The Missing Women Commission of Inquiry examined the policies and practices in the treatment of vulnerable and intimidated witnesses. Vulnerable witnesses are defined as those who, because of their personal characteristics, may have difficulty testifying in a regular adversarial trial process.  Intimidated witnesses are described as those who are unwilling to participate because they fear retaliation for their role in identifying or testifying against offenders (Belak 2012).

Rupert Ross (2009) explores the impact of trauma, the role of residential schools on the lives of First Nations people, the impact of emotional suppression and disconnection in Aboriginal Canada within the context of the justice system. Understanding the emotional and psychological responses to victimization is very important for Crown prosecutors to articulate to the judge when making an application for a discretionary testimonial aid.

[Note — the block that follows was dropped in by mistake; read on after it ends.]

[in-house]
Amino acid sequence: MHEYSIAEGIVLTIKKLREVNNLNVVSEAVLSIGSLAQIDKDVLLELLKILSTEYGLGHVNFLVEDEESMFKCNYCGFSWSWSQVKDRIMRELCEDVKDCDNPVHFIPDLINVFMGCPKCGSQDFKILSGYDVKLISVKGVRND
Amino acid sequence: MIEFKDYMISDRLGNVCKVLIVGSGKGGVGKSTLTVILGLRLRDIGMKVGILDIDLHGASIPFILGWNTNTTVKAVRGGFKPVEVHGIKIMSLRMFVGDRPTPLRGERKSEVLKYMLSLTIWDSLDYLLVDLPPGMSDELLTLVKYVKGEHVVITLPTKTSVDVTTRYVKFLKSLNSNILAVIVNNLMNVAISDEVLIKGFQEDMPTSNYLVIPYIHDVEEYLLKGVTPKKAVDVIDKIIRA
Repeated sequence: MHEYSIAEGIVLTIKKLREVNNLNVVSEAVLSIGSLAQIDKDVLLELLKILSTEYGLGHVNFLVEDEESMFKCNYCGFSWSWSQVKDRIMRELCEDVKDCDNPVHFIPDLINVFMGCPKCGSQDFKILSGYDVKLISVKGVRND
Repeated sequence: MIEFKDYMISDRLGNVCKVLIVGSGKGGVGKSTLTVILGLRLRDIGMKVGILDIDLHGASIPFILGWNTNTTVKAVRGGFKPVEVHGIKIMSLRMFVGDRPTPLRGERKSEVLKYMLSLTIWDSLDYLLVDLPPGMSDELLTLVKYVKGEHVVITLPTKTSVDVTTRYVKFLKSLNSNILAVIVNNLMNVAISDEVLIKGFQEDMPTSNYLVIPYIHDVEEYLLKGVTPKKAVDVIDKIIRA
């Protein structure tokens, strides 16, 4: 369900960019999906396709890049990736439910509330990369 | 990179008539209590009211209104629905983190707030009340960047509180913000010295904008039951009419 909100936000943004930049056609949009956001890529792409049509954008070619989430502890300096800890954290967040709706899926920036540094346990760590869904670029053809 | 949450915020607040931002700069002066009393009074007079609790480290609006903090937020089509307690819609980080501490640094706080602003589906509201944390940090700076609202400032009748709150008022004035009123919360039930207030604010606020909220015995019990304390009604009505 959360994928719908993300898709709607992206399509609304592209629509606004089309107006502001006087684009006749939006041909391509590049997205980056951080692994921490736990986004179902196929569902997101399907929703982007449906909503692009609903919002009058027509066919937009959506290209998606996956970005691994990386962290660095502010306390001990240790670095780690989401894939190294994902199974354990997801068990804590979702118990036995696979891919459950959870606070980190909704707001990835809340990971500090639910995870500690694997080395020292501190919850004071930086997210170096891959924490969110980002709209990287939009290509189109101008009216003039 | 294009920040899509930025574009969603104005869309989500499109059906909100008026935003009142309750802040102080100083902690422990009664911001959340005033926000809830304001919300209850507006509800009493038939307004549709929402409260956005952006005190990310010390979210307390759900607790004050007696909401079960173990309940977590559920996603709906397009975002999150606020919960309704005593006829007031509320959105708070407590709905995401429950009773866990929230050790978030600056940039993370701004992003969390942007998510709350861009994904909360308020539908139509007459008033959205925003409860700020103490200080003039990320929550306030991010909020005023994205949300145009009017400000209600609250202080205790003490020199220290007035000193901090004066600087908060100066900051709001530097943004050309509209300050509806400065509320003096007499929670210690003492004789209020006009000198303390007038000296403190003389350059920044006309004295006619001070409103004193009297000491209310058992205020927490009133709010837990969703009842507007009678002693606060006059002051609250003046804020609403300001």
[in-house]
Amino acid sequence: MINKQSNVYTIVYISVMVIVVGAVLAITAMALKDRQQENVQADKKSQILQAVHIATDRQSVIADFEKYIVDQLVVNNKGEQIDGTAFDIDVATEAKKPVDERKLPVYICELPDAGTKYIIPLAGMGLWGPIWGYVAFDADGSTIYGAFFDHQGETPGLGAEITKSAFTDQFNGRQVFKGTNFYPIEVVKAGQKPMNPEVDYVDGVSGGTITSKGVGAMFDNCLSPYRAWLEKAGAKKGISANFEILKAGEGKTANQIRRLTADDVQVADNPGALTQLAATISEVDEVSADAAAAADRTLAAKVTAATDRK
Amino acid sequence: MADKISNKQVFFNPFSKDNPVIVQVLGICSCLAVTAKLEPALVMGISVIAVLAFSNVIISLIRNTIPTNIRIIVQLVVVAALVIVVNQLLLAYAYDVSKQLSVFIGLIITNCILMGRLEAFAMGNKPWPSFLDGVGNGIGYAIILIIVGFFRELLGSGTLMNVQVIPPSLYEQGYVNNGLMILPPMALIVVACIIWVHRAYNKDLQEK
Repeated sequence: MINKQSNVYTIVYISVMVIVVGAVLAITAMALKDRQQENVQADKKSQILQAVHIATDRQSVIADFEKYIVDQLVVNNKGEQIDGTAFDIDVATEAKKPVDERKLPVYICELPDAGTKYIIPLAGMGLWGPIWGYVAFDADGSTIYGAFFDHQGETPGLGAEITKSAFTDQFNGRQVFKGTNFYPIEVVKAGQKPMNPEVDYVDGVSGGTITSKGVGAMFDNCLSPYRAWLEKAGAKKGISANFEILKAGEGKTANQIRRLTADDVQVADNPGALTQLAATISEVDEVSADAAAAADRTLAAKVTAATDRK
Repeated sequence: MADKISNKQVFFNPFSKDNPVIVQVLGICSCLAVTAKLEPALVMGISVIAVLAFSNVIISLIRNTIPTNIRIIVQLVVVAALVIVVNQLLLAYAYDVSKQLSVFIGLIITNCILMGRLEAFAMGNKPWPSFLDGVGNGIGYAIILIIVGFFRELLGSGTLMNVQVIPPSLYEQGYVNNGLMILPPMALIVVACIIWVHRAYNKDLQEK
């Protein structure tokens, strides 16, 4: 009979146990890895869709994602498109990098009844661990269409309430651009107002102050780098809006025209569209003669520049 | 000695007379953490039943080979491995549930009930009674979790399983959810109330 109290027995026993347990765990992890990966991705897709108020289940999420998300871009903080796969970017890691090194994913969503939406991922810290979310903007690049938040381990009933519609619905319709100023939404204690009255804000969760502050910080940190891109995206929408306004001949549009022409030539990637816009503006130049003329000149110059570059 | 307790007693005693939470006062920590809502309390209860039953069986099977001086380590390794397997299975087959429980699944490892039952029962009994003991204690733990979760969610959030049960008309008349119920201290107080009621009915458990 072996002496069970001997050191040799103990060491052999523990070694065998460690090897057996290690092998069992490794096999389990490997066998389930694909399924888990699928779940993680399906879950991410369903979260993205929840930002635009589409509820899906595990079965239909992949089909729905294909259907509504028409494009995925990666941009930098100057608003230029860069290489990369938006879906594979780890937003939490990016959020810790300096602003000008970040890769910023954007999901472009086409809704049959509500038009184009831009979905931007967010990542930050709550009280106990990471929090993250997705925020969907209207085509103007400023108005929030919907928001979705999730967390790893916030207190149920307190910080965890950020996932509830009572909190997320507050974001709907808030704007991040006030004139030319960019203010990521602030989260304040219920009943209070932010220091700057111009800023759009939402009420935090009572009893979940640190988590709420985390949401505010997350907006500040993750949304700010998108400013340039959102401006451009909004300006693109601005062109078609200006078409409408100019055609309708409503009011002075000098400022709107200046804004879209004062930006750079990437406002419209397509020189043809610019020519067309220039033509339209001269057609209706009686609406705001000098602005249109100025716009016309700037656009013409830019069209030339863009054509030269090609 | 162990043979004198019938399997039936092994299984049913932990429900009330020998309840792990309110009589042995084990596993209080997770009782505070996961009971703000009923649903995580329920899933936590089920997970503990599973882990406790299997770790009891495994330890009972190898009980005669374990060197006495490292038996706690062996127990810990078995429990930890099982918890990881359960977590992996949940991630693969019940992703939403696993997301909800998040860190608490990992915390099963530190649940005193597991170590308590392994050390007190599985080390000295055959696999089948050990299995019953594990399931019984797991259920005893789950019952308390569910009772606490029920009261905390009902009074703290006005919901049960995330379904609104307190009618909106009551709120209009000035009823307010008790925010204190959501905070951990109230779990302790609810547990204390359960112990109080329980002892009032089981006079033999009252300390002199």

In a study undertaken by Bala et al. (2011) after the former Bill C-2 came into force and effect, judicial experiences with, and opinions about, the amendments to the Criminal Code and the Canada Evidence Act for children and vulnerable adult witnesses were explored. Thirty judges were surveyed about their experiences and opinions of testimonial support provisions for children and vulnerable adults. The Criminal Code lists the factors (s.486.1(3)) that the judge may take into consideration on deciding whether or not to grant a discretionary application. The most common situations were “mental handicap/deficiency, the nature of the charge itself, sexual assault victim, and age.” (Bala et al. 2011).

For a summary of the literature reviewed and additional international resources, please see Appendix A.

2. Methodology

2.1 Participant Recruitment